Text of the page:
Swiss 2 Year: -0.38%

Tyler Durden's picture

Correction: the below bond was the Swiss 10 year. 2 Year was -0.38%, still a record. Pretty bad either way, and what is 14 bps between friends.

The record Swiss nominal 2 year yield is presented without commentary (but in conjunction with the previous post showing an outflow of just why of €500 billion overnight from the ECB as a clue where the money is going).

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Good luck SNB: you will need it.

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GeneMarchbanks's picture

SNB is on stand-by!

Stoploss's picture

That ought to be just about it, for the Euro.

TaggartGalt's picture

How is it that everyone failed to see that the negative sign is only on the headline, not on the GWISSS10 quote?!  It's +0.53.  Asshat wearing lemmings are out in droves. 

Yikes's picture

What don't you do a search for Swiss Yield Curve.  TD has it right but I won't call you a Asshat.

Doomer's picture

Obviously, TD was quoting today's CLOSING yield on the Swiss 2 year, but put up the wrong graph.  Just his way of saying you should be long the Swiss 2 year today!  ;-)

Talk about looking a gift horse in the mouth!

TaggartGalt's picture
"The ECB also reported overnight that bank deposits with the central bank fell to €324.9 bln yesterday from €808.5 bln the prior day, as last week’s rate cut took effect. The ECB now pays ZERO on deposits. If deposits stay consistently lower, this could be a strategy that the Fed may consider as well."
AUD's picture

Australian government bonds have hit new highs too. The central bank here is presently driving 'benchmark' bond yields closer to zero while letting yield spreads between government & corporate debt stay high.

Businesses are failing depression style, since they can no longer roll over their debt at rates of previous years. Commodity prices are stagnant as government & government guaranteed (bank) debt is the mania.

Bubble, bubble, boil & trouble



Stock Tips Investment's picture

The crisis in Europe is such that any change is possible. Each adopted as European authorities, ends up having a negative effect on your economia.Mucha intervention, many regulations, few solutions and a Europe that is drowning in a deepening crisis.

Dr Benway's picture

LOL I am happy I live in proverbially interesting times. My life has spanned the rise of the computer, the fall of communism, and the collapse of the crony-capitalist system.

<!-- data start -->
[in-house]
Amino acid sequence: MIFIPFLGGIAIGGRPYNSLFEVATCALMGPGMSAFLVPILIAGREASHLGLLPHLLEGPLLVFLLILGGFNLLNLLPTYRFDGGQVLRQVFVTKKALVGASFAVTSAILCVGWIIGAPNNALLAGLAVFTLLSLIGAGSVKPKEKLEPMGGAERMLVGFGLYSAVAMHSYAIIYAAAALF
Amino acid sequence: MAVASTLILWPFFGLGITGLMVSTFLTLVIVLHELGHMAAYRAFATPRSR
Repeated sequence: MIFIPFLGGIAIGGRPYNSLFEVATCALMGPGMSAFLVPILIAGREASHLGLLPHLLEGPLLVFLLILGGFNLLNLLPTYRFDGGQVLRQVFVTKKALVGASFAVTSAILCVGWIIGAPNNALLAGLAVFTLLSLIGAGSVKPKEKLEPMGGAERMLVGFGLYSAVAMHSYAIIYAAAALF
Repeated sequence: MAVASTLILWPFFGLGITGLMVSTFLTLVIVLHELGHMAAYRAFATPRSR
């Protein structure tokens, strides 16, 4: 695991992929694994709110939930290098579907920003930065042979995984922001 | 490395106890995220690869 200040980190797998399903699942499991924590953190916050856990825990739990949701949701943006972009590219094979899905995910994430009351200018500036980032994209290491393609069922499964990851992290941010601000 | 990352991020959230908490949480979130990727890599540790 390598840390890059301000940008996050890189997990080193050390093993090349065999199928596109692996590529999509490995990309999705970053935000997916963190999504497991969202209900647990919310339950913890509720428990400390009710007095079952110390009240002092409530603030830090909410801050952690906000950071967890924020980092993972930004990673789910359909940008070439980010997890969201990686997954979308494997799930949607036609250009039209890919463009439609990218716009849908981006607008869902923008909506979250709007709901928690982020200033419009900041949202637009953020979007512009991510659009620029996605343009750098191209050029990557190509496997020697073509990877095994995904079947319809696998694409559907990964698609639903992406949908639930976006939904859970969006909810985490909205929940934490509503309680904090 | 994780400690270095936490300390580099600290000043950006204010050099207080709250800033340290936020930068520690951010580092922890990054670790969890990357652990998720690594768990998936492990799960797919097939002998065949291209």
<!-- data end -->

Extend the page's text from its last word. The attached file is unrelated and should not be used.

kroak's picture

Anyone realize the info is wrong?

Look at the graph.. It's the positive 10Y yield.

Swiss 2Y is -0.35%

WmMcK's picture

What's a few basis points difference? Or a few weeks ...
I draw the line at -0.5 though, that's too crazy.

Fips_OnTheSpot's picture

5y negative again, too

moskov's picture

Swiss is the biggest money washing machine . They will be dead soon with the rest of Europd burning

swissaustrian's picture

Russians are our best customers in the money laundering business ;-)

swissaustrian's picture

Thanks to all the idiots out there who are giving us Swiss free money! Soon our government will abolish all taxes and only launch bonds to foreigners.

Thanks to the SNB for setting the road to hyperinflation, but first their balance sheet is going to 200% of GDP (currently 80%, expanding at 15% of GDP each month).

Sudden Debt's picture

:) not a bad idea!

"To plug the deficit, we've decided that people can loans us more money"



Isn't this how the entire US system works?

swissaustrian's picture

"To plug the deficit, we've decided that people can loans us more money"

Well, the Swiss government is already running budget surpluses (about 1.5% of the budget).

LongSoupLine's picture

the term "loan" implies it's a two way agreement.

The middle class in America (see - counterparty) has not signed on to the "agreeement" that the Fed has in effect.

Sudden Debt's picture

No, they didn't sign it. True...

but do you use dollar bills? You don't have to... you free to do as you want... you can barter if you want...

but if you use dollars... YOU AGREE!!

GeneMarchbanks's picture

Hyperinflation? Good one.

Think Japan.

swissaustrian's picture